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For 112,180 days the kingdoms of England and Scotland have been joined in one political union: the United Kingdom.
On 18 September—in 78 days—the Scottish people will vote on whether to dissolve that union and become an independent state.
Like the agitated bubbles in a Champagne bottle which is being teased open, the debate is now reaching its crescendo. At an Evening Standard event in London's Guildhall last night, leading public figures—from Danny Alexander (Chief Secretary to the Treasury) to Hardeep Singh Kohli (comedian and self-styled trouble-maker)—discussed the pros and cons of Scotland going it alone. The arguments were erudite, witty and bad-tempered as, in fairness, all impassioned politic discourse ought to be.
'Yes' voter Stewart Hosie, SNP MP for Dundee East, gave an animated speech bemoaning the 'negativity' of the 'no' campaign. He mocked, to much laughter from those gathered in the Great Hall, those who think Scotland can't be independent 'because there would be too many forms to fill in'. Bureaucracy 1, Independence 0?
On the other hand, Helena Kennedy QC, 'no' voter, Labour peer and a 'proud Scot', believed that romantic nationalism 'is a retreat from the future'. She espoused a federal structure for the UK, believing that economic division would be the wrong path to take in a future of rapid globalisation and increasingly powerful corporations.
With odds of 1/6 for 'no' and 7/2 for 'yes', it is clear nobody quite knows who will be opening the bottles of chilled Champagne in the wee small hours of 19 September.
Lawyers like certainty.
At the moment, however, commercial lawyers are on a hiding to nothing if they think that they can find overall legal certainty in this area, certainly before the referendum takes place.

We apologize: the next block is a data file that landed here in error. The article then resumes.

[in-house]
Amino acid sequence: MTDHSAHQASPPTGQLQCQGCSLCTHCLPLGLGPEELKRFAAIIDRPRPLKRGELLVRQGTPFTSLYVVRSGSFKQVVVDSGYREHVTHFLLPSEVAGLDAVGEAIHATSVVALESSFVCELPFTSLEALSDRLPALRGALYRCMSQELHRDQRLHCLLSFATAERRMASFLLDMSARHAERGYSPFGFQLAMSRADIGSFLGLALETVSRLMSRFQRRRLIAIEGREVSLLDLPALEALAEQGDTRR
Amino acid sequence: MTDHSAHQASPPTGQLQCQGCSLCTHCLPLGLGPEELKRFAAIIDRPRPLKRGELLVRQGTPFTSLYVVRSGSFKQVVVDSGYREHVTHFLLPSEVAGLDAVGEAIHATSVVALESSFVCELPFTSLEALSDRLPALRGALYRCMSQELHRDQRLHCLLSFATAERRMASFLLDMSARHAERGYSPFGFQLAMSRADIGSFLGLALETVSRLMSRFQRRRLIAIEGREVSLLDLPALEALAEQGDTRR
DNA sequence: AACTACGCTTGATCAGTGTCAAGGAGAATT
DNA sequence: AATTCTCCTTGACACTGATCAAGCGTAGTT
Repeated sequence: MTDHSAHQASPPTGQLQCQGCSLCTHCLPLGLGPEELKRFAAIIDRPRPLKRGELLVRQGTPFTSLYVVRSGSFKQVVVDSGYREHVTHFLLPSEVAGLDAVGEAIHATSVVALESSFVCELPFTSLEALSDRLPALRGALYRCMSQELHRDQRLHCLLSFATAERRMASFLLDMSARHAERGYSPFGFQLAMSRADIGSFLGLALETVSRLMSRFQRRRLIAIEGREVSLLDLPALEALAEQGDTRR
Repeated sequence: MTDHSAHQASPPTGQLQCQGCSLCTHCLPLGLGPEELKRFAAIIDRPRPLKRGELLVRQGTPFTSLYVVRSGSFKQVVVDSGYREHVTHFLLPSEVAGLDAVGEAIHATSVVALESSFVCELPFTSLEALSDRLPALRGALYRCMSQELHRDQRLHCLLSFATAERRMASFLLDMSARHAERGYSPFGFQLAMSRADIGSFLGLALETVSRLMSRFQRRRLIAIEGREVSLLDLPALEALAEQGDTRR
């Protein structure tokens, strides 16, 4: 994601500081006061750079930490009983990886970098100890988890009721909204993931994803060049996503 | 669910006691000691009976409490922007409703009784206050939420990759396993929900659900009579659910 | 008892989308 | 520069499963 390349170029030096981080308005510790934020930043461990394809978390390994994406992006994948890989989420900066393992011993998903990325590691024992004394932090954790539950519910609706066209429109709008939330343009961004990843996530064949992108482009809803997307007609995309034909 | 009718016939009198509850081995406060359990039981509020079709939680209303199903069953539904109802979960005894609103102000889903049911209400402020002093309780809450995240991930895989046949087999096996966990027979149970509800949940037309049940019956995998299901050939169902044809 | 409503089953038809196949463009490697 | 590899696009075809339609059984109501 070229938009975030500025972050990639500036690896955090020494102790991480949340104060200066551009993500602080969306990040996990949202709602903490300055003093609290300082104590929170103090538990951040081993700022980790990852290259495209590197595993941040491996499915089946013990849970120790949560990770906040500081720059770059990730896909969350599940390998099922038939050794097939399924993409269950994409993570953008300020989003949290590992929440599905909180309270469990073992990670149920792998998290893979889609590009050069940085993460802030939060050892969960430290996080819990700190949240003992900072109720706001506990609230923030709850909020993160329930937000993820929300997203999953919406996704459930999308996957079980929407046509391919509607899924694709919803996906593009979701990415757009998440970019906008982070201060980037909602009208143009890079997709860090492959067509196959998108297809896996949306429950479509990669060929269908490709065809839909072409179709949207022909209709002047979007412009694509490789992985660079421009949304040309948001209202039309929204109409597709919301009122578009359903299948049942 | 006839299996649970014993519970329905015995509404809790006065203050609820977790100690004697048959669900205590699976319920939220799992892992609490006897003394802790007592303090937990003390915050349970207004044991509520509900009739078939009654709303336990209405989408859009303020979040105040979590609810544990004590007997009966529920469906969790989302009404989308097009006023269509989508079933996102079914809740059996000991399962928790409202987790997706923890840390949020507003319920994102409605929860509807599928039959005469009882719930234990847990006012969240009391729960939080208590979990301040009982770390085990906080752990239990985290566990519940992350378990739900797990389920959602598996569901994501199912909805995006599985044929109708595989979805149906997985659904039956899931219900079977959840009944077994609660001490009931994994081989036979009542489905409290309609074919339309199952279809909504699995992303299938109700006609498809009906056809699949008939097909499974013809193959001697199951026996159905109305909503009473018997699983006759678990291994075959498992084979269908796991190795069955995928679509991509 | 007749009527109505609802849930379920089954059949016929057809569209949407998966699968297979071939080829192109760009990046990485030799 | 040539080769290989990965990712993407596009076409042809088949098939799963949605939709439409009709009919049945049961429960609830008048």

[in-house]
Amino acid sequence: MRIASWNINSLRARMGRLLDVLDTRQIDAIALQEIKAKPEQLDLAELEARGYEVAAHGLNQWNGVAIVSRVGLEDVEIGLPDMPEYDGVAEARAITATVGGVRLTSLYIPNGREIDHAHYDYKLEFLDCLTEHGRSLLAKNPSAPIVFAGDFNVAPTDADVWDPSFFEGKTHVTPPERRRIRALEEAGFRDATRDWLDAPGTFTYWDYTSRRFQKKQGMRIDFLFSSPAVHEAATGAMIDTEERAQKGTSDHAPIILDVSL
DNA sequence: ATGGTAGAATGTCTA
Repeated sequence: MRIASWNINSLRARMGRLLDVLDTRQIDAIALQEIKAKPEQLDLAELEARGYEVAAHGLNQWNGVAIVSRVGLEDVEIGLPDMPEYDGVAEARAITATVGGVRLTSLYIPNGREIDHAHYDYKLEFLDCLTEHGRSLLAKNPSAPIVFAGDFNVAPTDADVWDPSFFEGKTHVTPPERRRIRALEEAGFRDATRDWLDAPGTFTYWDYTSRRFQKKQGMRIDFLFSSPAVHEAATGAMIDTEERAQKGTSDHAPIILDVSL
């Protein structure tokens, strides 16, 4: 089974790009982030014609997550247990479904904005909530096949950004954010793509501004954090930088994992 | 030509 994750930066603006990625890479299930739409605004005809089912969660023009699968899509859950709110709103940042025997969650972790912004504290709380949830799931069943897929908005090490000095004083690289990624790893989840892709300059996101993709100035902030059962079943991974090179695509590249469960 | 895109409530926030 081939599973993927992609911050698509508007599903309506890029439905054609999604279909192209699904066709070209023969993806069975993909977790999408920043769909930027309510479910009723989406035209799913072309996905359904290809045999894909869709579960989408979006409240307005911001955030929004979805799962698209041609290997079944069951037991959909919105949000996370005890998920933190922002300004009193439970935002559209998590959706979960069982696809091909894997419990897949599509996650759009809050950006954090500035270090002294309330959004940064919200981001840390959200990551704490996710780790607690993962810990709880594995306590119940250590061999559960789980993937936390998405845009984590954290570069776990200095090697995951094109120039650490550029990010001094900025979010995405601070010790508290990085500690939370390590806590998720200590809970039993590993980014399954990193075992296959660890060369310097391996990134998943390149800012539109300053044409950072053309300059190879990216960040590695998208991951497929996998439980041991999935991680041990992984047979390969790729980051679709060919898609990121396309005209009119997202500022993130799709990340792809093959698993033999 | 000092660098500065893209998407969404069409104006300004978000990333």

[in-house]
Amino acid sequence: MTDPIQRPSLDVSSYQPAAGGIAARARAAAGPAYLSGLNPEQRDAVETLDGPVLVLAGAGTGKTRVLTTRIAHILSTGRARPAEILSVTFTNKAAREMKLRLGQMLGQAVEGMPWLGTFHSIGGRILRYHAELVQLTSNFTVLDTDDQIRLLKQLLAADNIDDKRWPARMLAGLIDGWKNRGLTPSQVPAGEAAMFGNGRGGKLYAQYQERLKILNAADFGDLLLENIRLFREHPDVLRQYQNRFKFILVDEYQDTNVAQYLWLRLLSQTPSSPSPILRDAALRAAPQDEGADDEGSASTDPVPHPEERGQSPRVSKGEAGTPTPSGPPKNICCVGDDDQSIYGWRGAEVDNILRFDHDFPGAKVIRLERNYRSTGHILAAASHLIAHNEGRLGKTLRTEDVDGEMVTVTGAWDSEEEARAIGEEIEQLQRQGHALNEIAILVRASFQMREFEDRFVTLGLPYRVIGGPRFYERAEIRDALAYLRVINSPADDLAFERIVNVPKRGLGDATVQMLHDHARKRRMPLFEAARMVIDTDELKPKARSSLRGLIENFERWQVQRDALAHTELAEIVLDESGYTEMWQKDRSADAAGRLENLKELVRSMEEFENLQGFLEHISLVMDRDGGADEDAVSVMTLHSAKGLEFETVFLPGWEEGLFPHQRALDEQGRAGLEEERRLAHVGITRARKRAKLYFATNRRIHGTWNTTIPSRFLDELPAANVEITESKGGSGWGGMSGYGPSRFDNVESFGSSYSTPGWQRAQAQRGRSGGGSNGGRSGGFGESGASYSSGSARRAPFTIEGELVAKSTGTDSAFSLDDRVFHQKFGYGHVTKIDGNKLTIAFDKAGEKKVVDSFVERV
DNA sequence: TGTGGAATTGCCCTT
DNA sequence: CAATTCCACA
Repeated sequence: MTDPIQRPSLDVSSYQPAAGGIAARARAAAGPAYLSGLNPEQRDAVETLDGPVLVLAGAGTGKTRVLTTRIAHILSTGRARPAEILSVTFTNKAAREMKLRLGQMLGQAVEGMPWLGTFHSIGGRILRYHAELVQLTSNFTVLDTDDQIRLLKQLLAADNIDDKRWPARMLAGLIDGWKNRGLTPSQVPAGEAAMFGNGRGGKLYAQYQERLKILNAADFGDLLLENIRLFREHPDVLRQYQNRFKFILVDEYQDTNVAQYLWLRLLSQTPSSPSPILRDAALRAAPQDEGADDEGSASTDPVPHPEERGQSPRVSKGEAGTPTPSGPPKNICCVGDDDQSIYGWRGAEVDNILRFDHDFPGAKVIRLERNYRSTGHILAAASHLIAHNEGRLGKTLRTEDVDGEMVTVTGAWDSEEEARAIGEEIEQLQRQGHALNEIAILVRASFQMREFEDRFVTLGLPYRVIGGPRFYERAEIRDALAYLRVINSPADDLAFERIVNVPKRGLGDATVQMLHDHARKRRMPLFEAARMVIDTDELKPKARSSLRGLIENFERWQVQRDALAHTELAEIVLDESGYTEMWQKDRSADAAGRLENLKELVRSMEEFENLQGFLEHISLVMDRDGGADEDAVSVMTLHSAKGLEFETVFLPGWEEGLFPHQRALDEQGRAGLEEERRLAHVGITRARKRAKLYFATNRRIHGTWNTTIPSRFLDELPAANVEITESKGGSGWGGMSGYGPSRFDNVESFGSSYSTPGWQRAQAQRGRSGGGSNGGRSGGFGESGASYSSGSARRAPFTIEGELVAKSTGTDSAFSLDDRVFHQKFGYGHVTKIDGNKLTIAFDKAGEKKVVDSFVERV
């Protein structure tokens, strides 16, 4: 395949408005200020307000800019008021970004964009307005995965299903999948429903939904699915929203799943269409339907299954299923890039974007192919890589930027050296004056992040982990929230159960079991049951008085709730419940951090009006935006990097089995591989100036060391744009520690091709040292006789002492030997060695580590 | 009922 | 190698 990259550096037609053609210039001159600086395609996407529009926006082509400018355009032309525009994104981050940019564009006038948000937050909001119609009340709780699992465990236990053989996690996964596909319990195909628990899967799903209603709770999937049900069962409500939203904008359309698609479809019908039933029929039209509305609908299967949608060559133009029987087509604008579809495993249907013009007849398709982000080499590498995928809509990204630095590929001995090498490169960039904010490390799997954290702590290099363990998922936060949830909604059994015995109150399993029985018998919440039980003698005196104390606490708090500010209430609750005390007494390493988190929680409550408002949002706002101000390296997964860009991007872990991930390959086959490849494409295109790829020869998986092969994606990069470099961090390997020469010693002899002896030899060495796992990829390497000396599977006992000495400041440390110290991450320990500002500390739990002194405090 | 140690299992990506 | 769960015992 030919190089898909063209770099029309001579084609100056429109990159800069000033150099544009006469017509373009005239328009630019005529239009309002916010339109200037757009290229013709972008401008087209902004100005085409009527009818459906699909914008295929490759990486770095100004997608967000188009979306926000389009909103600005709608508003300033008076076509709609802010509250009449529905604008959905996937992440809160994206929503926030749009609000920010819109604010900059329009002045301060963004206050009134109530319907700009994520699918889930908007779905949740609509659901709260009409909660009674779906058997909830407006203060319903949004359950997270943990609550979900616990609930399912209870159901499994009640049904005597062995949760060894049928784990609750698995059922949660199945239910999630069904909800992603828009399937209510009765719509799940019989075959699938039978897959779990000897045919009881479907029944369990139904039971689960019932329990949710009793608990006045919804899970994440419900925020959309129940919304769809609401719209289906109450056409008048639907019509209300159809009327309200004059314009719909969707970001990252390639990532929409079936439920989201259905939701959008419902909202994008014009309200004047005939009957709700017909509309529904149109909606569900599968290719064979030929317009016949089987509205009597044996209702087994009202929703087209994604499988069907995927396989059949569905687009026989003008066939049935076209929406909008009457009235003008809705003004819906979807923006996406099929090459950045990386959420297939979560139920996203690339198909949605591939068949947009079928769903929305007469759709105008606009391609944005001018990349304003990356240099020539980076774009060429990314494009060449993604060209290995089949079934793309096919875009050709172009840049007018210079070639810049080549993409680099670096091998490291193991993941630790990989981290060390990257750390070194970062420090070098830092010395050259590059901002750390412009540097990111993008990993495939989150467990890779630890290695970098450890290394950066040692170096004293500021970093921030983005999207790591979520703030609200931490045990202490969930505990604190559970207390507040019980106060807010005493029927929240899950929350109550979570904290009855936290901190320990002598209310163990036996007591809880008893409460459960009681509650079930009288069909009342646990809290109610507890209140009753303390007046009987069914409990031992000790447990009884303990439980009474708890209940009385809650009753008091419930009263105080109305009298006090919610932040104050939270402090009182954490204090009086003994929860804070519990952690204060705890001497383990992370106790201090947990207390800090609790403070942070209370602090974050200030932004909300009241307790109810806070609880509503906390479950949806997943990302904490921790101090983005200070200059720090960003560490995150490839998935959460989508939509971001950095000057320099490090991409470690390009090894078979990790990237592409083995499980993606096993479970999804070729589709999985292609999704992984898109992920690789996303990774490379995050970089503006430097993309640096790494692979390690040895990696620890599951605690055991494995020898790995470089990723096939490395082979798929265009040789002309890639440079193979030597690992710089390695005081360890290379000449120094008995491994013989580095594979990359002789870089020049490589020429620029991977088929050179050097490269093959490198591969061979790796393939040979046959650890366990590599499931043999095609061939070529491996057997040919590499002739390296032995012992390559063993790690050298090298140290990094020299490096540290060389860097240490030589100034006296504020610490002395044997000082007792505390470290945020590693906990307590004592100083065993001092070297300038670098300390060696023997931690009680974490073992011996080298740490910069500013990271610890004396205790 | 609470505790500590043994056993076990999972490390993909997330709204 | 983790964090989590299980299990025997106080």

Nobody knows, for example, what currency would be circulating on Independence Day or even what it might be called.
That said, there seems to be a wee bit more confidence in how the legal system itself would deal with independence.
The Scottish Independence Bill, recently published by the Scottish Government provides, at clause 34, that the laws which are in effect in Scotland immediately before independence would continue to apply post-independence until modified or repealed.
Therefore, if this bill were ever to be enacted, any UK wide law that applies to Scotland, such as the Companies Act 2006, would continue to apply until changed or repealed.
Mark Ellis, Partner at Scottish law firm Burness Paull LLP, confirms this stance:
We would anticipate that the status quo for commercial law would continue to apply for at least an interim period. The timescale for any change would depend on the legislative priorities of the new independent Scottish government
UK-wide statute law, even though it is somewhat limited in quantity for commercial lawyers, could have an impact for years or even decades to come north of the border. As the Scottish government acknowledges:
There are Westminster statutes which were carried over to an independent Ireland and which remain in force in Ireland still, and which the Dail Eireann, even after 90 years of independence, has never felt the need to entirely rewrite
Moreover, EU law will continue to apply: this would probably be the case even in the worst case scenario of there being a hiatus in Scotland's membership of the EU. After all, if Scotland wants to join the EU it would doubtless look to apply all relevant EU laws, even if it doesn't technically need to do so, in order to show itself to be a model European state.
Some businesses have already started to tread gingerly into this legal and regulatory quagmire.
In February this year, Standard Life announced that it had 'started work to establish additional registered companies to operate outside Scotland' into which it could transfer parts of its operations if it was necessary to do so. It added that this was a 'precautionary measure' to ensure the 'continuity of [its] businesses’ competitive position' and to 'protect the interests of [its] stakeholders'.
Other companies have started to do the same.
So does this mean that lawyers have started cancelling holidays en masse to deal with the massive inflow of independence-related work?
But there are definitely things that lawyers can start thinking about now.
So what do you think lawyers should be doing? Should they wait until the referendum? Is it 'too early to say'?
Let us have your thoughts below.
London Evening Standard debate last night
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